• The DASH Diet (Dietary Approaches to Stop Hypertension) which emphasizes high consumption of fruits, vegetables, low-fat dairy, whole grains, lean meats, nuts, and beans and has proven2 to significantly reduce blood pressure in those with moderate hypertension. Hypertension damages blood vessels in the brain and is a risk factor for Alzheimer’s.
  • The MIND diet, which includes the best foods for brain health from the DASH and Mediterranean diets. This diet emphasizes green leafy vegetables (rather than all vegetables), berries (rather than all fruit), nuts, beans, whole grains, fish, poultry, olive oil, and moderate amounts of alcohol (preferably red wine). A recent study in Neurology found that seniors who had daily helpings of leafy green vegetables — such as spinach, kale and collard greens — had a slower rate of cognitive decline. 3

Sleep. Do not underestimate the value of sleep! Experts claim we need seven to eight hours a night and, according to Dr. Marshall, “Growing evidence suggests that improved sleep can help prevent Alzheimer’s and is linked to greater amyloid clearance from the brain.” So, insomniacs listen up. Sleeplessness and sleep quality have been associated with altered levels of markers for beta-amyloid, tau, and inflammation in the spinal fluid, all of which are associated with Alzheimer’s.

If you don’t get enough sleep, protect your brain and lower your risk for Alzheimer’s disease by establishing a bedtime routine, maintaining a regular sleep schedule. Don’t eat or exercise within two to three hours of bedtime and avoid overuse of sleeping pills and excessive alcohol consumption.

Other lifestyle changes to help curb dementia and Alzheimer’s include:

  1. Managing Stress. Studies also suggest that stress and hypertension increase the risk of both vascular dementia and Alzheimer’s disease4. Do what you can to keep hypertension under control and protect against cognitive decline.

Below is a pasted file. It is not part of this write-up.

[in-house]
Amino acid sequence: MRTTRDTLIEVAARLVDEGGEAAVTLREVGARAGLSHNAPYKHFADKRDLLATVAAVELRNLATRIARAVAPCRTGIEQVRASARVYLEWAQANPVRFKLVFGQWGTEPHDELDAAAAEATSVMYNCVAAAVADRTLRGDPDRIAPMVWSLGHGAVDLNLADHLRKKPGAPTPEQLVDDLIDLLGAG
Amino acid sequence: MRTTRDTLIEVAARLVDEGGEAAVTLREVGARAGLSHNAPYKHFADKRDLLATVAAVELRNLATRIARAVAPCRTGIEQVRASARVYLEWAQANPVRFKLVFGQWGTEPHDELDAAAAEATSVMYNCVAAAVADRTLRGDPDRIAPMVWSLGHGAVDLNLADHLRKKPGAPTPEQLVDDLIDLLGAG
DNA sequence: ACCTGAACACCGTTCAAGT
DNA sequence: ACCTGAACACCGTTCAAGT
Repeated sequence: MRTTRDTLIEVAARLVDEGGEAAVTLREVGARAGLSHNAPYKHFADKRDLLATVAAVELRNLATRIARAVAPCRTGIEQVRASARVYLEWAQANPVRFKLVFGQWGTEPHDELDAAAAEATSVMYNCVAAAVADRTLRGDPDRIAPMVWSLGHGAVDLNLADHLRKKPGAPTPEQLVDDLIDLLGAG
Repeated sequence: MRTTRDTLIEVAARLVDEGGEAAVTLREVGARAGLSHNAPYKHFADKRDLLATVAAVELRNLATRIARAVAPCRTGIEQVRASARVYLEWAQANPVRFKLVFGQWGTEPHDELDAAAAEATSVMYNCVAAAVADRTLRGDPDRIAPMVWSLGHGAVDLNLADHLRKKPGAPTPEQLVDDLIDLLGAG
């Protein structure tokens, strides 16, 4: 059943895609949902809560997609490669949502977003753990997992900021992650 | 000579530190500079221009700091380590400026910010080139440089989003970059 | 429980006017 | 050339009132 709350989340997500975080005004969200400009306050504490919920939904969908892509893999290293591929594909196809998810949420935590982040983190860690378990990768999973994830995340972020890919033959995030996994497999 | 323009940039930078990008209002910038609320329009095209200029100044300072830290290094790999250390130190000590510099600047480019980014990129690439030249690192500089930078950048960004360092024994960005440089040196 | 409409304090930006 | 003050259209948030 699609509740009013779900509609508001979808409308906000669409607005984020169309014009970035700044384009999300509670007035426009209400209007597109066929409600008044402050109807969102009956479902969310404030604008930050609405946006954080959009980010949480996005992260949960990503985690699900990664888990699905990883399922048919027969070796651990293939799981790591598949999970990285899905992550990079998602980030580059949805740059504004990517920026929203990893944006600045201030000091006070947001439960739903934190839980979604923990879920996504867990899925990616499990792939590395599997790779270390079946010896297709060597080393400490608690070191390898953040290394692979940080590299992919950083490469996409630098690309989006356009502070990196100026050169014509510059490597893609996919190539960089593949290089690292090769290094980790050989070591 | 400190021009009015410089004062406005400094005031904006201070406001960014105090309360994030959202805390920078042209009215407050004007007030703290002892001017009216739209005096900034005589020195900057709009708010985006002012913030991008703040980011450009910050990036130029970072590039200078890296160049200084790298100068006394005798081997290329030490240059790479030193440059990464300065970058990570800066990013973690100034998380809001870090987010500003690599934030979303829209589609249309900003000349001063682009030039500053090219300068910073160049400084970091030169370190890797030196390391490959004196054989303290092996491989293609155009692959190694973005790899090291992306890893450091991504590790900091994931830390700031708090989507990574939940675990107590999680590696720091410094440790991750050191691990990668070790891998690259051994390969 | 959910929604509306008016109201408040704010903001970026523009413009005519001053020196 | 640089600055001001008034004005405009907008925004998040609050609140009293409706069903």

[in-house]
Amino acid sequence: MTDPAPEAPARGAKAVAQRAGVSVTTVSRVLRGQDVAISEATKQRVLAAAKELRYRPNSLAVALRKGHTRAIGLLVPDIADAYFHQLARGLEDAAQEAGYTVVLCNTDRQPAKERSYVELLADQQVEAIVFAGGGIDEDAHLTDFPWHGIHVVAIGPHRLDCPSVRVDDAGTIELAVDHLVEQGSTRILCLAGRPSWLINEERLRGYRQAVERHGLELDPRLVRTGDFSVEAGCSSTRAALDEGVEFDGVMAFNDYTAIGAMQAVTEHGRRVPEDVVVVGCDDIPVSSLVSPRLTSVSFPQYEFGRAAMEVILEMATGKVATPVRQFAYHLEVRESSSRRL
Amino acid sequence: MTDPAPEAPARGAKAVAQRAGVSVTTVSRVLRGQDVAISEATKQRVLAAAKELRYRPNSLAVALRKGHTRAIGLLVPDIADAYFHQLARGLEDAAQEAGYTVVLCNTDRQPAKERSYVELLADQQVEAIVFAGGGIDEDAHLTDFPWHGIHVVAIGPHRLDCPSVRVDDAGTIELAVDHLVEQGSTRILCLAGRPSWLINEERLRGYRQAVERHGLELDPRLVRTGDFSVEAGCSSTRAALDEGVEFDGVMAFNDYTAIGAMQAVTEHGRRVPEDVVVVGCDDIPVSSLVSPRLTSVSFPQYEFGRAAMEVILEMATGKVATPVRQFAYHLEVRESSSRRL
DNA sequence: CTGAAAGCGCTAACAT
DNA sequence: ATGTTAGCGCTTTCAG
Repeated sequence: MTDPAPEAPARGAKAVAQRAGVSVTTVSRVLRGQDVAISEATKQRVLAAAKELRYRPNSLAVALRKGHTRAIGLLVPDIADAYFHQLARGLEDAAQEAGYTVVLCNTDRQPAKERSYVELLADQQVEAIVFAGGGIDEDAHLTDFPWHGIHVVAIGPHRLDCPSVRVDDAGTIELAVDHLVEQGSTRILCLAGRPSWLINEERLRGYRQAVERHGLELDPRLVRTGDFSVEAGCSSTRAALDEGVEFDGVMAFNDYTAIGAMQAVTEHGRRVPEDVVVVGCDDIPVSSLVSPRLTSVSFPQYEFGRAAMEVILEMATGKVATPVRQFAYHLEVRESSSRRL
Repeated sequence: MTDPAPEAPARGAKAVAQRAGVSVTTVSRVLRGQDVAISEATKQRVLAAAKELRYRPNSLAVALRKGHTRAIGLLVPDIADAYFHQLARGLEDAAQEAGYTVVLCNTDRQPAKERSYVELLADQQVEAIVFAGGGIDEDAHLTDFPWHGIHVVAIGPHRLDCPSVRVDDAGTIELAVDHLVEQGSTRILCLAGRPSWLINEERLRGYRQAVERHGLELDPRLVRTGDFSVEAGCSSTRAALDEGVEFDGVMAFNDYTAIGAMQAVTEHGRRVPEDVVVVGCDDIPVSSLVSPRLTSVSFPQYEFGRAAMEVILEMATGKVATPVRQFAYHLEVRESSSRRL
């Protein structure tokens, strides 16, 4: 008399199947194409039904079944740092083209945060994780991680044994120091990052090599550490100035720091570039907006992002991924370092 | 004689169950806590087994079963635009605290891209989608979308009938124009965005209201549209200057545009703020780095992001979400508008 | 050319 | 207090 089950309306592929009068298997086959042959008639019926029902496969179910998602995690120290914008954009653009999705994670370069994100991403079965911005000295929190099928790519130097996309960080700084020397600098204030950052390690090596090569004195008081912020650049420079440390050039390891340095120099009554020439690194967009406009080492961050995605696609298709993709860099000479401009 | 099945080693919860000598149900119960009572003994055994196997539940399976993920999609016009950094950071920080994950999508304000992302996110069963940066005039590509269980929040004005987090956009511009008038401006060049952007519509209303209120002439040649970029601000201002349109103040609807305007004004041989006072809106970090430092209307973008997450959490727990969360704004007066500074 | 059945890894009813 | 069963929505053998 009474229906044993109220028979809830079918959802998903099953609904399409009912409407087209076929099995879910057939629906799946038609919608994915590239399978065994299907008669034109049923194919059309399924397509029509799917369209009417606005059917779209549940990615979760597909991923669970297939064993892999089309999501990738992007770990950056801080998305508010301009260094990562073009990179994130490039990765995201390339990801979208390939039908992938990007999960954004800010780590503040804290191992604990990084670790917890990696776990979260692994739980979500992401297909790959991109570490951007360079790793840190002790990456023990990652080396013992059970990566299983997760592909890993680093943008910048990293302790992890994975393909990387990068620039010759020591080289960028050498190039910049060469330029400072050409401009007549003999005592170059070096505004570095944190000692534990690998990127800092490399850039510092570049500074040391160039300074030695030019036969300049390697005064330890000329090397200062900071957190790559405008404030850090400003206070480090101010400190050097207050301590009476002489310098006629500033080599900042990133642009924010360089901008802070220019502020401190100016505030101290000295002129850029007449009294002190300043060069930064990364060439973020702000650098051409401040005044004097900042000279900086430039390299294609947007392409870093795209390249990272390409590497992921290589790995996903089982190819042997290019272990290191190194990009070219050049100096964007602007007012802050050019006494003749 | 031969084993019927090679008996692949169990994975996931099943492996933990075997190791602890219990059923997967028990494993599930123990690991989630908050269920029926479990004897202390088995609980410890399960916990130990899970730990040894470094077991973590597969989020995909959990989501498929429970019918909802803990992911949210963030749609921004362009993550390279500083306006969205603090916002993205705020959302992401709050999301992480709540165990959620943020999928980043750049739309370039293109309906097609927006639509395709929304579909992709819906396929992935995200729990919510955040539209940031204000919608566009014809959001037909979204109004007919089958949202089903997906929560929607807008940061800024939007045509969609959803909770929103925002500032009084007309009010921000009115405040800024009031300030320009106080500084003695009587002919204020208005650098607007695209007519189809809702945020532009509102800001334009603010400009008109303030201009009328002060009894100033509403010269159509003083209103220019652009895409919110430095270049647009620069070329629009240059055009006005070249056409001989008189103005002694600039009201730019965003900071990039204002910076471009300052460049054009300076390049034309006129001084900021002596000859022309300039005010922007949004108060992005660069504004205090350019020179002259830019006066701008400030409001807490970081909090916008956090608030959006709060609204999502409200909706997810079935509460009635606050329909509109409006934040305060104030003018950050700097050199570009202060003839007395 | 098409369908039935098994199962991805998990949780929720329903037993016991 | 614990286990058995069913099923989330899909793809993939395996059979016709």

2. Mental Stimulation. Reduce Alzheimer’s risk by stimulating your brain. Read books, do crossword puzzles, or play card games. Keep your brain active; don’t let it atrophy. You need an active mind as well as an active body to keep your brain healthy.
  3. Social Interaction. While only based on observational studies, Alzheimer’s experts believe that social engagement promotes healthy aging and can help prevent the disease1. Again, this keeps the mind engaged, and social interaction can be nurturing on many fronts. The isolated recluse is far more likely to be depressed and to suffer from cognitive decline.

Improve your long-term brain health and do what you can now to protect yourself from developing Alzheimer’s. Even if you are not at risk genetically to the disease, these lifestyle choices are going to promote healthy longevity.




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About The Author

Cheryl Popp

An accomplished freelance writer and editor, Cheryl is passionate about how to bolster our resilience in old age and reshape the course of cognitive decline. Her compassion and understanding for caregiving stems from acting as a caregiver for her mother, who struggled with dementia, and her father, who suffered from Parkinson’s.